I only managed to get to The Beauty Queen of Leenane on its very last day at BAM, a Sunday matinee—in fact Super Bowl Sunday. This momentous annual event seemed to have little effect on McDonagh fans, and BAM’s Harvey Theater was nearly full. The audience was of more than the usual interest, because, as the play took its course, many members of the audience seemed to know what was going to happen in advance. Only the special decorum of legitimate theater seemed to prevent some of them from calling out the lines ahead of the actors, as was the practice of denizens of the Brattle Theatre in Harvard Square at the Study Period screenings of Casablanca. These people had seen the show at the BAM run at least once before, and in many cases, I’m sure, back in the late 1990s, when it catapulted its author Martin McDonagh to fame and fortune. On the other hand, the audience was alive to the affecting events in the story, gasping or ahhing at unpleasant turns of events, as they unfolded.

Daniel Barenboim and the Staatskapelle Berlin in the First Complete Cycle of Bruckner’s Symphonies in the U.S., with Mozart Concertos for Piano, Winds, and Strings

Anton Bruckner

We New Yorkers are fortunate in enjoying annual visits from the greatest European and American orchestras, and even more fortunate when these visitors offer a residency or at least what some people like to call a “curated” series of concerts. In most instances these take place in Carnegie Hall. Beyond the privilege of hearing different groups under different conductors in the same familiar acoustic—fortunately one of the highest order—a more extended and coherent journey through the classical repertoire justifies the effort and expense of the tour. The brilliant 2010 series built around Beethoven and the Second Viennese School, played by the Vienna Philharmonic, with the podium shared by Pierre Boulez and Daniel Barenboim, stands out as a telling example.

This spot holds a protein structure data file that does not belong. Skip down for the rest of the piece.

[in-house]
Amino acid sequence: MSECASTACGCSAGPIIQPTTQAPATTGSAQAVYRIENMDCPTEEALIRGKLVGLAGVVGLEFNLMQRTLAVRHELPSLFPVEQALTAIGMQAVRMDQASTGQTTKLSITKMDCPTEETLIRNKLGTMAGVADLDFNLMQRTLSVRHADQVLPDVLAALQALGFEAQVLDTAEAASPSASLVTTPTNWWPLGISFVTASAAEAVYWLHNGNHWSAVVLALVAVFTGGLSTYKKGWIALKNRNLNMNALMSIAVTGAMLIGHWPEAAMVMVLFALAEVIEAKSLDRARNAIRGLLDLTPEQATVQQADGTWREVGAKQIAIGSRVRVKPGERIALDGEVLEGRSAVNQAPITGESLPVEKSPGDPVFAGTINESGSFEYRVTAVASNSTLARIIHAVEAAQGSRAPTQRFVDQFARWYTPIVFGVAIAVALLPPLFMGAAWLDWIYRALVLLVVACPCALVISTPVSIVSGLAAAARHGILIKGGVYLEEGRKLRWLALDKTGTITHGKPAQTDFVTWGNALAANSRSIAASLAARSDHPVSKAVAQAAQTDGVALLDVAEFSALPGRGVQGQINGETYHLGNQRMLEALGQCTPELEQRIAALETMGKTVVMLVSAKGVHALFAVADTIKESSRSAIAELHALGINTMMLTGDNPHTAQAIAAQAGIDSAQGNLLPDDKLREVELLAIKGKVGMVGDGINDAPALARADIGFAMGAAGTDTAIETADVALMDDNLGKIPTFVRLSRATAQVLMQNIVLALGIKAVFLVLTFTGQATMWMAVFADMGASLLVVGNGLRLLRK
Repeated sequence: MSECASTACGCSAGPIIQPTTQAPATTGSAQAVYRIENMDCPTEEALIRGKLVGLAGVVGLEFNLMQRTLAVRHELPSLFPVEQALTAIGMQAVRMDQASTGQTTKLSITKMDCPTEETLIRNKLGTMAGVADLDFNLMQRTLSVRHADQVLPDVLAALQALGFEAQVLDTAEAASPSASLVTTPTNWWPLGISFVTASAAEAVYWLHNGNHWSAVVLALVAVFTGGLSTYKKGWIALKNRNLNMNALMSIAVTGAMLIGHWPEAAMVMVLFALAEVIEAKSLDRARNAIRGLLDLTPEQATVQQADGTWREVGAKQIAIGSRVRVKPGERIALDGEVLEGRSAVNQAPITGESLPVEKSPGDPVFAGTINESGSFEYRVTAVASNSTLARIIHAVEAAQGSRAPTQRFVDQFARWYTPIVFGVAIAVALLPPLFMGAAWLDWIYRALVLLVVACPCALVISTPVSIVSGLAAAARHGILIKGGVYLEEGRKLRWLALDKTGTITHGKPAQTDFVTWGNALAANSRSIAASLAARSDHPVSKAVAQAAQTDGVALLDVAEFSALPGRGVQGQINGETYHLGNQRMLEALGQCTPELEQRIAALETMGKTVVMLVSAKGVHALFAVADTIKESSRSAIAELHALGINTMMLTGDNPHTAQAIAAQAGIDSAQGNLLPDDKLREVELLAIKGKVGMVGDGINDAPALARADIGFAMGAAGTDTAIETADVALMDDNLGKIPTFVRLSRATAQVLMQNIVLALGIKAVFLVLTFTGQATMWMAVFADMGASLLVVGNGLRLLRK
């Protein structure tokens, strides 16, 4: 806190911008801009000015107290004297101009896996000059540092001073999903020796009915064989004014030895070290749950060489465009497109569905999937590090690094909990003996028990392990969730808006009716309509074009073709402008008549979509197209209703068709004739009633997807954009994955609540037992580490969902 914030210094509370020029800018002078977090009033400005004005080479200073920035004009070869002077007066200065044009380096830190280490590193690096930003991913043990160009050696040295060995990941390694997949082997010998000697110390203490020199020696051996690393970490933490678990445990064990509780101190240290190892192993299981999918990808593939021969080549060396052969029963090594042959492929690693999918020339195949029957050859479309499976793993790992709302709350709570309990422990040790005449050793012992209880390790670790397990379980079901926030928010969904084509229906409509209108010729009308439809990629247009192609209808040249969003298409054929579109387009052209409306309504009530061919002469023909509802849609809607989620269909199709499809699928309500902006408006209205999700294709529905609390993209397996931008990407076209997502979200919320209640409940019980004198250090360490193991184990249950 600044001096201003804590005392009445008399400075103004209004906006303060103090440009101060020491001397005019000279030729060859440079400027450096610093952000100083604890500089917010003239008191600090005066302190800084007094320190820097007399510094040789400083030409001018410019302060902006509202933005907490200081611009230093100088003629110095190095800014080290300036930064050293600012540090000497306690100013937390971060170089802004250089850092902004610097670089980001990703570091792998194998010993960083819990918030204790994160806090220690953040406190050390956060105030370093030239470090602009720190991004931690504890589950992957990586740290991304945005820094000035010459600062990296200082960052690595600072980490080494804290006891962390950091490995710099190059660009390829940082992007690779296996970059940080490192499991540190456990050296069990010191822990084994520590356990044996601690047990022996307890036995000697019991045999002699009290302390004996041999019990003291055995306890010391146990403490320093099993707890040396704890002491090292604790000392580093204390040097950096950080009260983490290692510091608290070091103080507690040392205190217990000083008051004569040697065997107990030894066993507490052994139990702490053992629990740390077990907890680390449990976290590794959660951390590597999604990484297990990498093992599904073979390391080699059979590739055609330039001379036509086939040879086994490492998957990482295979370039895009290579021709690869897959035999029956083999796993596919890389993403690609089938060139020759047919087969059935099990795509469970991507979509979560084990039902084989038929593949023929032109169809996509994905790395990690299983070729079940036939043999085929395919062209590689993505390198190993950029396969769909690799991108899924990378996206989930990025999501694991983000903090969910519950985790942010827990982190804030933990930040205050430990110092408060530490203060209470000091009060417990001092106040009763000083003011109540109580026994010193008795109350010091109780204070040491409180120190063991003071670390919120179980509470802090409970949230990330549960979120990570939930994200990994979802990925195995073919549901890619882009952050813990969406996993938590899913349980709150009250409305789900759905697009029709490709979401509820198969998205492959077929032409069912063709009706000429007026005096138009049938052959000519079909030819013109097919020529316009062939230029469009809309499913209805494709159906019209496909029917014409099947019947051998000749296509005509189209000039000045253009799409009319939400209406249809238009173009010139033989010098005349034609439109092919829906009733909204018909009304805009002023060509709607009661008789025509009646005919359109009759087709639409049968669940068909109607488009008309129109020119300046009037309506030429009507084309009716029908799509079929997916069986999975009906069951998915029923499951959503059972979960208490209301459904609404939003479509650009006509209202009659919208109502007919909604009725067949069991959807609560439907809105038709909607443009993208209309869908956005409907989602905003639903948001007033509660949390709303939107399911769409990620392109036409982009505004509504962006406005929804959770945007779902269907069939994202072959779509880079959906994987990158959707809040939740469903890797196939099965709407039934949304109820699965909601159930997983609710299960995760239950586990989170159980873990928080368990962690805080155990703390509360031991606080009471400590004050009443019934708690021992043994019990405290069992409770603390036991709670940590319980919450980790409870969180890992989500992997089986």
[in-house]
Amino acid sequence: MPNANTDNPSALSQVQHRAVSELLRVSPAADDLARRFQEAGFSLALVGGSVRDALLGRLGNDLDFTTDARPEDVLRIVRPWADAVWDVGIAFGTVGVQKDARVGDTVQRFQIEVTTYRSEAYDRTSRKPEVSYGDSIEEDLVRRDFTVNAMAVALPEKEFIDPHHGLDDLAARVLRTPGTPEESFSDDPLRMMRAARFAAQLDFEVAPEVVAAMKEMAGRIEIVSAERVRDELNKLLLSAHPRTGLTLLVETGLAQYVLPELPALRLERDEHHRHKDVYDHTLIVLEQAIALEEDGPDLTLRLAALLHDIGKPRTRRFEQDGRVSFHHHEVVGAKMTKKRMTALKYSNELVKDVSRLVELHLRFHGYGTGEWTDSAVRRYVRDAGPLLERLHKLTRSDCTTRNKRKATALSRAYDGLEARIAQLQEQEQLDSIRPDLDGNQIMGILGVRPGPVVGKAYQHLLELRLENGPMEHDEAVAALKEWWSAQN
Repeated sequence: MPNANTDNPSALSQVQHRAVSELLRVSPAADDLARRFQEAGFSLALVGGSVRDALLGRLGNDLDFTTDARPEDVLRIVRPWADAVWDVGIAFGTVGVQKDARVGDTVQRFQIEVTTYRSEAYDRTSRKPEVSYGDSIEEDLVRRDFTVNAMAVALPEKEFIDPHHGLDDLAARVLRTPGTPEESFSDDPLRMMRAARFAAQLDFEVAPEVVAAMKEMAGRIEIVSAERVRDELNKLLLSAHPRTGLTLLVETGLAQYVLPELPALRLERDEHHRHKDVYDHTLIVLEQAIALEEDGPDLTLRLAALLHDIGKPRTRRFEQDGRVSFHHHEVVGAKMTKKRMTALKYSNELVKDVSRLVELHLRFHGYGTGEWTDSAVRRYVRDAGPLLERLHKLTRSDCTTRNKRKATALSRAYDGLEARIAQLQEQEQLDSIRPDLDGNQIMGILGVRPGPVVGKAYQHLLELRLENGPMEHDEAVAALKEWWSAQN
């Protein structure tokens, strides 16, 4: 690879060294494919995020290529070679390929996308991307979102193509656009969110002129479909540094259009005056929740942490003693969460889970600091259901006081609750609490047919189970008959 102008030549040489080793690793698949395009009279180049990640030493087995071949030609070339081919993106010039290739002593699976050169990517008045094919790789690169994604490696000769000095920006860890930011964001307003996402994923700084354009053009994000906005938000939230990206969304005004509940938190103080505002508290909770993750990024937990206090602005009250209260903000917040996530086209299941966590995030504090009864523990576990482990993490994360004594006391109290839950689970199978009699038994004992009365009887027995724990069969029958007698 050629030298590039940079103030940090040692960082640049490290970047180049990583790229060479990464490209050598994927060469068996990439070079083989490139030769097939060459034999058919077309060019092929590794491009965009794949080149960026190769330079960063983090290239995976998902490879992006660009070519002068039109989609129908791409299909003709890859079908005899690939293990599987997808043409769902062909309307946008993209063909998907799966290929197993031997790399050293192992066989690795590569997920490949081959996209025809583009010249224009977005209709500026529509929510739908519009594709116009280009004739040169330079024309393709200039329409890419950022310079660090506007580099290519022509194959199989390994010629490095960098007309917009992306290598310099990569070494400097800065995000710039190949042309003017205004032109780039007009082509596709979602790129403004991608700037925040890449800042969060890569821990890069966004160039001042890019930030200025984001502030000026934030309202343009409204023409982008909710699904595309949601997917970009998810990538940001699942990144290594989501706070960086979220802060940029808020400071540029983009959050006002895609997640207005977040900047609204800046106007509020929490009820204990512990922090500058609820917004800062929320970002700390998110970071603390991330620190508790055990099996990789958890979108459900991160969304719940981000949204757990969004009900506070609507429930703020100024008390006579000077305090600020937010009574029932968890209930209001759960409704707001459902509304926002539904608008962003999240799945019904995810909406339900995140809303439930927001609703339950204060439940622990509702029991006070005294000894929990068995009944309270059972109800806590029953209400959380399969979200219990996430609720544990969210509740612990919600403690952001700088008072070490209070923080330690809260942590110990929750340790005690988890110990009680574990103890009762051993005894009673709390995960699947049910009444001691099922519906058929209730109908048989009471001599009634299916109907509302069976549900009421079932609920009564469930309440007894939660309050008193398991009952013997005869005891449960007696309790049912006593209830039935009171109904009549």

Ibsen, Strindberg and their Acolytes – a Retrospective

John Douglas Thompson and Maggie Lacey in A Doll's House. Photo Henry Grossman.

The double bill of early plays by Eugene O’Neill, brilliantly directed by Alex Roe, which recently closed at the Metropolitan Playhouse, appears as the answer to a question posed by another double bill (of sorts, one would have to say, since they are paired in repertory but not in a single performance) presented by the Theater for a New Audience of Ibsen’s A Doll’s House (1879) and Strindberg’s The Father (1887), and it makes sense to discuss them all together. The question is, “What next?”

Manfred Honeck talks to Michael Miller about Mahler, Bruckner, and Conducting

Manfred Honeck. Photo Felix Broede.

Anyone who has heard Manfred Honeck conduct his own Pittsburgh Symphony Orchestra in Heinz Hall or in their exemplary recordings on the Exton and Reference Recordings labels will know what a treasure he is for the world of music. This week he will conduct the New York Philharmonic in Beethoven’s First Piano Concerto with Inon Barnatan and Mahler’s First Symphony. He has made something of a speciality of this composer, a fellow Austrian. His recorded cycle with Pittsburgh now includes Symphonies No. 1, 3, and 5. Maestro Honeck also has special insight into the work of Anton Bruckner, another fellow Austrian. He has so far recorded Bruckner’s Fourth Symphony and looks forward to recording the Ninth.

In this interview you will learn something about the care and intelligence he puts into preparing his performances and his particular feeling for these great composers.

New Ohio Theatre presents George & Co. in HOLDEN, written and directed by Anisa George

Scott Sheppard, Jaime Maseda. Photo plate3.com.

J. D. Salinger has been dead for seven years, and his admirers have long given up hope of an unpublished masterpiece emerging from the bunker in which he spent the greater part of his last forty years, struggling with drafts, ideas, and obsessions. His much-publicized life in isolation, where he vainly attempted to wring out another success of the order of The Catcher in the Rye acquired a universality as a Promethean myth of the agonies of the creative life. Whether the artist manages to keep inspiration alive or has in truth dried up, life is by no means easy. Salinger’s was a particularly American myth, foreshadowed by Ernest Hemingway and his decline in his later years and perhaps Melville, by those would discount Pierre and The Confidence-Man.